How to Wear a Seersucker Suit


Fly Light Fly HaspelWhy don’t more of y’all wear seersucker? As Southerners, it is just part of our DNA. It also makes a lot of simple sense. When it’s hot outside and you have to wear a suit, wear seersucker. It’s light, it breathes, it doesn’t wrinkle and it makes you look damn good.

The puckered cotton fabric known as seersucker was first developed in India sometime in the 19th century. The tough yet breathable material was ideal for laboring in hot temperatures. Seersucker eventually made its way stateside, where Haspel founder Joseph Haspel, Sr. adapted the fabric into a suit near the turn of the century. His goal? To help Southern men look fly without melting in the New Orleans heat. Yes, he said ‘fly’.

Over the next century, the breathable fabric, light color, and slimming vertical stripes would make summers much more comfortable and stylish for gentlemen around the world. The seersucker suit became the anti-pinstripe — something meant for distinguished men of leisure rather than high-powered soul-crushers of industry.

Just in case you still aren’t sold, we asked Laurie Haspel, the President and fourth-generation owner of Haspel to provide some tips on how to wear the South’s favorite fabric.

It’s all about the fit

A seersucker suit must fit right. Even more than most suits. Those famous stripes are like runway lights for a bad fit. If your jacket is too bulky or your pants are too long, people will notice.

First, invest in a suit that suits your body type. At Haspel, our suits are trim but not skinny so it fits lots of different guys well. We’re proud of that. Each brand’s suit has its own personality. Ours has a shorter jacket and higher armhole and is a bit tapered through the chest. Basically, that means it’s got shape.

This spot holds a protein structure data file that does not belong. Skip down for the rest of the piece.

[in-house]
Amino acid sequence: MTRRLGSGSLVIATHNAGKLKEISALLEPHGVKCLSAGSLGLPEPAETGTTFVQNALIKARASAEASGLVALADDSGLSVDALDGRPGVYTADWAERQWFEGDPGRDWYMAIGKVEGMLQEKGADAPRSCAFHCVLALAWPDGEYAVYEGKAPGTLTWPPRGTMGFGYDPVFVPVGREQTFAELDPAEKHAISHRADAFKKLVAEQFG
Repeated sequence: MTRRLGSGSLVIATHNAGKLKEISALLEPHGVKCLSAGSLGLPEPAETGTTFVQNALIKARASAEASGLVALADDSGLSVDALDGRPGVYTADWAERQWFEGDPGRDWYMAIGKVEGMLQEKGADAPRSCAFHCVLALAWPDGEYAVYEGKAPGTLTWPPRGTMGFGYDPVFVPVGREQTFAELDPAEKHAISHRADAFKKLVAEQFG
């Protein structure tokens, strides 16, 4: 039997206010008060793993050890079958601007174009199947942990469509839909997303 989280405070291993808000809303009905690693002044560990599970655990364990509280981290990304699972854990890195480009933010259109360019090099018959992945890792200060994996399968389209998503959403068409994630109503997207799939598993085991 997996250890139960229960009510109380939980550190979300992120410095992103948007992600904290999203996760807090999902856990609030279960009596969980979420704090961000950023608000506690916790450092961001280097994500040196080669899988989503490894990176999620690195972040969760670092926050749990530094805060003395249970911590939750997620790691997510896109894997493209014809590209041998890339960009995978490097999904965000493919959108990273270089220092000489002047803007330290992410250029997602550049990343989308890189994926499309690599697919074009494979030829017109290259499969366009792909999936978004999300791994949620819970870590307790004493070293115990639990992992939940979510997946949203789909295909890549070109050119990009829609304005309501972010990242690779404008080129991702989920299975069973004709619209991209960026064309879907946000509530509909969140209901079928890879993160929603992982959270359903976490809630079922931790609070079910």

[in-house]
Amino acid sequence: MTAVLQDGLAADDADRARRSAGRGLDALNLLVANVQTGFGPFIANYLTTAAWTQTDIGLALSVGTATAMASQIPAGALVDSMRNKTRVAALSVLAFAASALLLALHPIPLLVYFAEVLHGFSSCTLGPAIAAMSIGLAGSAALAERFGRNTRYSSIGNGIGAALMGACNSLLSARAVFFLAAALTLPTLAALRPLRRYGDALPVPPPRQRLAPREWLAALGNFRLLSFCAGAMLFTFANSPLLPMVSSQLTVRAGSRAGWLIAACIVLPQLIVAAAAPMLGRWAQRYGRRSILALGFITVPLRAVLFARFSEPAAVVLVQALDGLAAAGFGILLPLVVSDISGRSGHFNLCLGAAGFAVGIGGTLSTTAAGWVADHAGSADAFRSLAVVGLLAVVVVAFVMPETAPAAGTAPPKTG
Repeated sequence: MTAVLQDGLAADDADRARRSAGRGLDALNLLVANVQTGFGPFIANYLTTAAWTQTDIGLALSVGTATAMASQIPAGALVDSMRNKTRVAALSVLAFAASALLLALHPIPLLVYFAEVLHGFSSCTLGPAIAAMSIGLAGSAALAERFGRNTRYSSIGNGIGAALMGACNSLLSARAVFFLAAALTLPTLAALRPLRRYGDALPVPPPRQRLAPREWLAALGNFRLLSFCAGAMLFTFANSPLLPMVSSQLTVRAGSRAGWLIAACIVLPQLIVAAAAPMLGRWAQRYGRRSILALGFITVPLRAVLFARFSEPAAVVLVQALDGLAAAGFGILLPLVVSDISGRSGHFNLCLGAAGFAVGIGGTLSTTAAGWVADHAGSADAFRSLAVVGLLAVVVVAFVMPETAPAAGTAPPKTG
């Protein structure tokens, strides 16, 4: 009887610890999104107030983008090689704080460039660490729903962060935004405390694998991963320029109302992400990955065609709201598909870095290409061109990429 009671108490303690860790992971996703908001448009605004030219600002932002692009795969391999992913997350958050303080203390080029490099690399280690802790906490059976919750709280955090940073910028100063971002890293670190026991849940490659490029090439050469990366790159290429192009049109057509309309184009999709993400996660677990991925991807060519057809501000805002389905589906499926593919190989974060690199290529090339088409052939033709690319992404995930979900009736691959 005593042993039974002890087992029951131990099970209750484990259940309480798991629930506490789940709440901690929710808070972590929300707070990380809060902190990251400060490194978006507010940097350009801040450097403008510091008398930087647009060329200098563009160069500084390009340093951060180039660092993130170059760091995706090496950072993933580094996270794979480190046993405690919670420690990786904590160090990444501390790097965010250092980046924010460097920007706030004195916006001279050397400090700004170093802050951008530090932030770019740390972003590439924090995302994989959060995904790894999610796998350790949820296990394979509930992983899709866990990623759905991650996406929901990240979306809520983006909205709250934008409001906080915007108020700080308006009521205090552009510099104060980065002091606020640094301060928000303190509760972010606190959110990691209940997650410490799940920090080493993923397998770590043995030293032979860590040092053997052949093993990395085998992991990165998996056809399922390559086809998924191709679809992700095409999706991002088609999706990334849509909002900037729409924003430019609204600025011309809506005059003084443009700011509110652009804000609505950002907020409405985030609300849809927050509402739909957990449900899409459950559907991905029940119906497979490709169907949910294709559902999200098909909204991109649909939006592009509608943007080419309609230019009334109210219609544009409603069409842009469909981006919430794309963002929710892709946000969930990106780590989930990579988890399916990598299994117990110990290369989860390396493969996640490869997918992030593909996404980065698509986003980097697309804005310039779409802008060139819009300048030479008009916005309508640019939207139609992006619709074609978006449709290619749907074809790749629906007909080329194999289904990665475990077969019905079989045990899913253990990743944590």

Then, invest in a tailor. Actually, make friends with a tailor, someone who knows how to perfect clothes on your body. They will make an already good suit look great.

Related: National Seersucker Day


What to wear with my suit?

I love tradition, but I’m equally as fond of a twist. I see guys rockin’ a seersucker suit with a crisp white or pink shirt, bucks, a boater and bow tie. That is the full look. It’s participating in a legacy that I love and my family helped create. If you dress your seersucker in that way I promise you will always be as cool as the underside of the pillow.

But, a seersucker suit is really a great canvas. You can wear it with lots of things. It looks relaxed and sharp with a great navy blue polo and loafers. I also love it with a perfect white T-shirt and trainers or even Chuck Taylors if you are young enough or young at heart. An open shirt and white pocket square is fresh too. I like having no break on the pants so you show a little ankle. Beyond bucks, a chukka boot or Chelsea boot can work too. Just look for a lighter color in suede or leather.

JonHammIt’s good to break it up

Think separates!  Seersucker doesn’t need to be worn as a suit. Break up the jacket and pants for more versatility. I love a seersucker coat with white pants or jeans; a beat-up denim jacket, crisp white shirt and seersucker pants also looks killer. You don’t need to wear seersucker head to toe.  Repeat, you don’t need to wear seersucker head to toe.

Beyond the suit

We all know the seersucker suit. It’s classic and everyone should own one (at least one!). But seersucker, like cotton or wool, is really just a fabric that can be used in lots of different types of clothing. It’s great for lots of things because it is lightweight, breathable and has that iconic pucker. We make seersucker into great button down shirts; we use it on details on our tees; this season we even made seersucker into a navy bomber jacket. It’s one of my favorites. We have a navy seersucker tux that is beyond stylish.

This spring we have lots of ways to wear seersucker beyond the suit. In the fall, we make seersucker suits in wool and solid colors. Which definitely mix it up a bit.

Lots of brands are experimenting with the fabric, using it in untraditional ways. I applaud that! But remember, the “Haspel” is the original.